Sweetbreads are done well at Gerardo's, and make perfect breakfast tacos.
This is it, some fine barbacoa.
About two years ago, a friend invited me out for breakfast, and I gladly accepted. First, because I enjoy discussing food with him, and second, because we were going to a family-run Mexican restaurant, a place that was new to me then. It’s called Gerardo’s, and it’s become one of my favorite places in Houston. The place is friendly — it’s a grocery market as well — and once you are seated at one of the tables in the small space, you’ll feel as if you are eating at your favorite uncle’s. I have been back a number of times since then, most recently about a month ago. The food was as good as it ever was, which is to say that it is great. Chorizo, sweetbreads, barbacoa … it’s all done extremely well, and I had some of each (as I do on every visit.) I wrote what follows after my inaugural breakfast at Gerardo’s, and once you read it, I daresay you’ll want to head to Patton Street. And make sure you order the barbacoa.
One of the pleasures of moving to a new city is that everything is just that, new. That means new people and new restaurants, and I have encountered many of both since I’ve arrived. (It seems that at least five times a day I add another restaurant to the “must-visit” list I maintain in the Notes app on my iPhone, recommendations from nearly everyone I meet.) This past Saturday I met a new friend at a new (for me) restaurant for breakfast, a place he had told me about a few weeks earlier. We were going to Gerardo’s, and I was hungry.
It’s been open since 1977, and it’s a family affair, father and son, and that shows in the attention paid to the food and the customers. When I arrived at 609 Patton Street, the small space’s tables were almost completely full, couples and families enjoying barbacoa and carnitas. Chris was there when I walked in the door — I was thinking a beer would go well with the food, but while one can buy cerveza at Gerardo’s to take away, its license does not allow one to drink it on the premises, so I opted for a Topo Chico.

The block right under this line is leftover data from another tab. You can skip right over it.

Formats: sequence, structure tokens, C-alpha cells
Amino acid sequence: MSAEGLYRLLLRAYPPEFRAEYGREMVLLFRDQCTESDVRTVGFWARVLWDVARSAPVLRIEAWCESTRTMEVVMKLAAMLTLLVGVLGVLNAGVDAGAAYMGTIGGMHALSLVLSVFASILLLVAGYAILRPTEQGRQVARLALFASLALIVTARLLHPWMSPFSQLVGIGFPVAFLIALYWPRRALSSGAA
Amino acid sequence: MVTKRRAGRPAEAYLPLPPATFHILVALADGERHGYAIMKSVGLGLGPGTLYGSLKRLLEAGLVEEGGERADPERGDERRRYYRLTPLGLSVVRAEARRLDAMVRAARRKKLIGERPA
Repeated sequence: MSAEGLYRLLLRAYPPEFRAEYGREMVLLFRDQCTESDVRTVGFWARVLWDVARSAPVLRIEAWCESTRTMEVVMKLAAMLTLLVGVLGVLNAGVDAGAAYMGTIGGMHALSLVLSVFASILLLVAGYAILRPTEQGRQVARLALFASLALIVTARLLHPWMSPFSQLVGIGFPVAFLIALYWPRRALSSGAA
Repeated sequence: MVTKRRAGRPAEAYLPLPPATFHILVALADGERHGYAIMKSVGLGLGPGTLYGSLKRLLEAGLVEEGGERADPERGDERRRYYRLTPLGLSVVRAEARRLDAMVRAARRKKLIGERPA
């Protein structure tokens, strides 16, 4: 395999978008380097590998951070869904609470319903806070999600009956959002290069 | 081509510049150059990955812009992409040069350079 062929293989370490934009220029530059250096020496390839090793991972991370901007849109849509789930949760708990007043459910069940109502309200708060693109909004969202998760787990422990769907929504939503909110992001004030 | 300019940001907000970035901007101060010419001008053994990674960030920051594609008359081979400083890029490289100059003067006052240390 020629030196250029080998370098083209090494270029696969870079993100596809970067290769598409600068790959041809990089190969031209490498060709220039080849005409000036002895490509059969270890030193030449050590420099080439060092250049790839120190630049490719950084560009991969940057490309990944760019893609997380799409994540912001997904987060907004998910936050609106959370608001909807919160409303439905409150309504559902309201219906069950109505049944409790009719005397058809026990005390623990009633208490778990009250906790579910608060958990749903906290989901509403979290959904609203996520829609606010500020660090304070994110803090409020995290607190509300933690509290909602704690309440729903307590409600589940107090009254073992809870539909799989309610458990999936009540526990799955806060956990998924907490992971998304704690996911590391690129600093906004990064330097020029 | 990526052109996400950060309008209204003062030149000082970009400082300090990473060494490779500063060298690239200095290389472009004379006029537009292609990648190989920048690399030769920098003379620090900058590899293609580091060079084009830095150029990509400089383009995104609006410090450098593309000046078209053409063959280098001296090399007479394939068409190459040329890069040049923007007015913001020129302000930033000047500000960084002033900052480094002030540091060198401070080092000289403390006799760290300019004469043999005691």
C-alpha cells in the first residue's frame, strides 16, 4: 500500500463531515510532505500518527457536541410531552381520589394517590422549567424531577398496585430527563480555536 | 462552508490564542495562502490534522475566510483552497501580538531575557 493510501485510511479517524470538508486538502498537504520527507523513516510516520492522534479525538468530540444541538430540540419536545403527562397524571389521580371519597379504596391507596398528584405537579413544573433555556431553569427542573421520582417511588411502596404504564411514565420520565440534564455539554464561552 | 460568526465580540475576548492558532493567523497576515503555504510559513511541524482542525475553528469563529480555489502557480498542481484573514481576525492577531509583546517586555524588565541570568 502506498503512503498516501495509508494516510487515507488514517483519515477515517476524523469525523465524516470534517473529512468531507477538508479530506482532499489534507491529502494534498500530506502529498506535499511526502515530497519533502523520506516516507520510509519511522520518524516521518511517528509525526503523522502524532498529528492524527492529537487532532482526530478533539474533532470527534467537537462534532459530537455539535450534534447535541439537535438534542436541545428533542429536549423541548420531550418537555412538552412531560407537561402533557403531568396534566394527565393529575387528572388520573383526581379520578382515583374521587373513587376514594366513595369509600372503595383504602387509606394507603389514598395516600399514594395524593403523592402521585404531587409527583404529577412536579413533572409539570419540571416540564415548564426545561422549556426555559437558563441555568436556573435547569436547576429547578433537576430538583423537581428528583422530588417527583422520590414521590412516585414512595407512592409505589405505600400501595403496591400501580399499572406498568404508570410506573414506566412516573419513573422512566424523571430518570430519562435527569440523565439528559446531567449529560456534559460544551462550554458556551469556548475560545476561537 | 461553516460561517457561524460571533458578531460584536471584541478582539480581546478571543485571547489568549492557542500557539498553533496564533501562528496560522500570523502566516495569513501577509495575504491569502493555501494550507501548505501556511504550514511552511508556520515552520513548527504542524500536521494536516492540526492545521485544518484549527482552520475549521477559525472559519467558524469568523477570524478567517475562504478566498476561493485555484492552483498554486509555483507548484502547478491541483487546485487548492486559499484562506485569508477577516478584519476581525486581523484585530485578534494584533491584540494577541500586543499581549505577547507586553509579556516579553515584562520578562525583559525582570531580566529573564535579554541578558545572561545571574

Jose Luis Lopez and his son Gerardo are the men behind this food, and the elder Mr. Lopez has been in the kitchen processing pounds and pounds of cow heads and pork and other meats for nearly four decades. Gerardo greeted us at the table and asked what we were hungry for; a few minutes later he brought over three or four small containers of hot goodness, including chorizo and eggs, barbacoa, and fried tripe. And foil-wrapped warm tortillas, of course.
“I remember coming here after school when I was 6 or so and taking a nap right there, behind the counter,” Gerardo told us, pointing to the floor. “I started helping out in the kitchen a few years later, and have been here ever since.”
Chris and I began with the chorizo, and the rest of the meal was a whirlwind of flavors and spices and textures and sighs. The barbacoa, which is famous and loved — rightfully so — was moist and rich and deep in flavor. Mr. Lopez told me that he goes through on average 160 cow heads a week, and the long process of cooking them results in this amazing dish.
I love sweetbreads, and the ones at Gerardo’s are good, cut into small pieces and sautéed along with peppers and onions. The carnitas was a highlight, coming in, in my opinion, second only to the barbacoa, and if the carnitas had been my only dish that morning I would have been more than happy.
Family, tradition, attention to product: Gerardo’s has been around since 1977 for these reasons, and I am confident that if I return there 20 years from now, a Lopez will be manning the kitchen and I will sit and eat like a king.